Emergency Ebola Center director Gina PotellaDuring a visit to the treatment center we were taken on a conducted tour by the head of the unit, Gina Pottella, and allowed to talk to patients recuperating from the disease. The treatment center is divided into green, yellow and red zones; we were kept within the green zone, although the other zones were only a few feet away.

In the green zone we were shown the medical equipment in use for treatment. Gina Pottela explained that one basic treatment employed on admission is rehydration, which can involve the administration of up to five litres of water per day. When the patient shows symptoms of diarrhoea or vomiting the drug Amudarun is administered. Ebola Center monitoring stationOne of the tents serves as the facility's monitoring center, with computerized intra venous (IV) pumps and monitors capable of regulating the dosages received by patients and of monitoring their vital signs. Surveillance can thus be performed remotely, although interventions require PPE-clad health workers to enter the red zone. Potella estimated a fatality rate during their first weeks at somewhere between 40% and 60% and indicated that they were gradually increasing their patient load as they built up experience.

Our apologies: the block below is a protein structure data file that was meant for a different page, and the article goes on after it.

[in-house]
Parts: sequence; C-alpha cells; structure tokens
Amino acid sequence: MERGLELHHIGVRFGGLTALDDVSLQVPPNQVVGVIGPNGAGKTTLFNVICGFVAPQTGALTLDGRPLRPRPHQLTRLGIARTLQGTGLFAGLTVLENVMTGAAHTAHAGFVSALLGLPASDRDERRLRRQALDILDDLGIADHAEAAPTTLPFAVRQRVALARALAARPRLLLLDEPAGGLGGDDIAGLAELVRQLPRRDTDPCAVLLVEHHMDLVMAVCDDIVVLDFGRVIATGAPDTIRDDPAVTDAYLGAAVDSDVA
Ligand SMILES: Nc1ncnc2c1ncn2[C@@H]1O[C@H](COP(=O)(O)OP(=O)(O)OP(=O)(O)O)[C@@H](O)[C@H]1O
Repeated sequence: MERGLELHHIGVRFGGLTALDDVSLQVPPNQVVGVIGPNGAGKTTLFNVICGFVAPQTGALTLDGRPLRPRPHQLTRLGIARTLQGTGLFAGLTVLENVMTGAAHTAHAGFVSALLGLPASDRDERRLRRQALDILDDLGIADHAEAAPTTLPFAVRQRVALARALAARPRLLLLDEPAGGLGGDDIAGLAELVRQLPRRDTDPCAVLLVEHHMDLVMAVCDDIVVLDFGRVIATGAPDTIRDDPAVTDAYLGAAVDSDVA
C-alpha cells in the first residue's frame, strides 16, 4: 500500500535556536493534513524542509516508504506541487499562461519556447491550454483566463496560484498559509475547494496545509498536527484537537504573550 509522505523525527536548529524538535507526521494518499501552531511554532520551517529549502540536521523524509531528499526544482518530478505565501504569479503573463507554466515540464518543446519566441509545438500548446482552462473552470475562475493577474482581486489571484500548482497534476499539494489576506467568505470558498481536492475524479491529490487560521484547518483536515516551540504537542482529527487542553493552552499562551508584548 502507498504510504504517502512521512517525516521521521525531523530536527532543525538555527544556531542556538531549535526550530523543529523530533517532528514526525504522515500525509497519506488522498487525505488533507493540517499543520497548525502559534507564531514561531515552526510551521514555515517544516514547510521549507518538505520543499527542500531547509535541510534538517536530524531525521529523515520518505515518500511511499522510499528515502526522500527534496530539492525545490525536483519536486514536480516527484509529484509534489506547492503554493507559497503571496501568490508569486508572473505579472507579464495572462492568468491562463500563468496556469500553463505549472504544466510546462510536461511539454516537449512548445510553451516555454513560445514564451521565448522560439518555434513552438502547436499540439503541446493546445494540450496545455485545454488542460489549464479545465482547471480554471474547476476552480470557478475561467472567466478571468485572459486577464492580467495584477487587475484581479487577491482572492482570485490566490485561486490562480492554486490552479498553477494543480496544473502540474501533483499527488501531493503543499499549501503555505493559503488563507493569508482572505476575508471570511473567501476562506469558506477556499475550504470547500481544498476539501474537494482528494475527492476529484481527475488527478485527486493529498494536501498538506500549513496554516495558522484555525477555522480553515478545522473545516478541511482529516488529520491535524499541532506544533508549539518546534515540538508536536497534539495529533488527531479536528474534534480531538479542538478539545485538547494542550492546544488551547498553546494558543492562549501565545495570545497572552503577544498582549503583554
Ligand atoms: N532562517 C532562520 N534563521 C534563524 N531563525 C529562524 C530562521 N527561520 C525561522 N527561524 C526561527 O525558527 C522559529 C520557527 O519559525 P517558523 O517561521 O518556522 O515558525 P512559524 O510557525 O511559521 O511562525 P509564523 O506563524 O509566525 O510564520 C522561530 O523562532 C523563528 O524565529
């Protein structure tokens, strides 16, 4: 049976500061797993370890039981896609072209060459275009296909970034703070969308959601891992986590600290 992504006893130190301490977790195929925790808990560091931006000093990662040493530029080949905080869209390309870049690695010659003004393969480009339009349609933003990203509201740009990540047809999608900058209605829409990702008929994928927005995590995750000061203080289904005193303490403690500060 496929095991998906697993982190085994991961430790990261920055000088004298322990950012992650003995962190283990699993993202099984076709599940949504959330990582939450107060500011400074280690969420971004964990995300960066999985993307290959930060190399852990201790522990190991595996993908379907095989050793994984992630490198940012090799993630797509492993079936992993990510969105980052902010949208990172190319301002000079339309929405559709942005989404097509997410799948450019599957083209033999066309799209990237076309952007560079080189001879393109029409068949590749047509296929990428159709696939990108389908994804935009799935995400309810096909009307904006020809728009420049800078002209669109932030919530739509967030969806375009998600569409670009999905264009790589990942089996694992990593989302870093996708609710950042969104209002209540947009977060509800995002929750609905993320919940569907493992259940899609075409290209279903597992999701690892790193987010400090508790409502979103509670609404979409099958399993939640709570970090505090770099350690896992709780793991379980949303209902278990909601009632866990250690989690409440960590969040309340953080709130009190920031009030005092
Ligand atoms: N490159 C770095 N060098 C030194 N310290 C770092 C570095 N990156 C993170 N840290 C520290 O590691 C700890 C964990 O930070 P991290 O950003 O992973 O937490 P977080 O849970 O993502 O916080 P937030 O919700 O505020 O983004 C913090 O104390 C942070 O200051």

We were introduced to a number of recuperating patients, who were keen to tell us their experience with Ebola:

Ebola survivorsUnisa Abass Bangura was a hygiene worker at the treatment center; he thinks he contracted the disease through a laceration in his right knee which was exposed to the body fluids of a patient he was trying to assist. He subsequently developed the highest temperature thus far recorded at the center, 41.1 degrees.

Mariama Mannah is a fishmonger of Gbendembu  Village who contracted the disease while helping a friend's mother who she later discovered was infected with Ebola. She developed a high fever and diarrhoea and asked her friend, who was also showing similar symptoms, to accompany her to the Lakka Treatment Center. They found the center closed. She decided to wait and is now on the road to recovery, but the friend insisted on returning home. She died two days later.

Abdulai, another survivor, caught the disease from his wife, who in turn caught it from a female friend in a polygamous marriage where the husband had become infected. Abdulai's wife, six months pregnant, suddenly began to hemorrhage. He carried her, bleeding profusely, to the maternity hospital, where she passed away. Subsequently, he too developed symptoms.

We spoke to two young nurses, Hawanatu andEmergency center nurses Mariama. They were self-assured and quietly confident of their ability to treat Ebola patients. Mariama had been working at the Emergency Hospital for some time before transferring to the Ebola unit. Hawanatu had been working at the Kenema Ebola Center at the time Dr Khan and several of his assistants became infected and died. She described it as a terrible experience but appeared to have no qualms about continuing her Ebola work in this new center.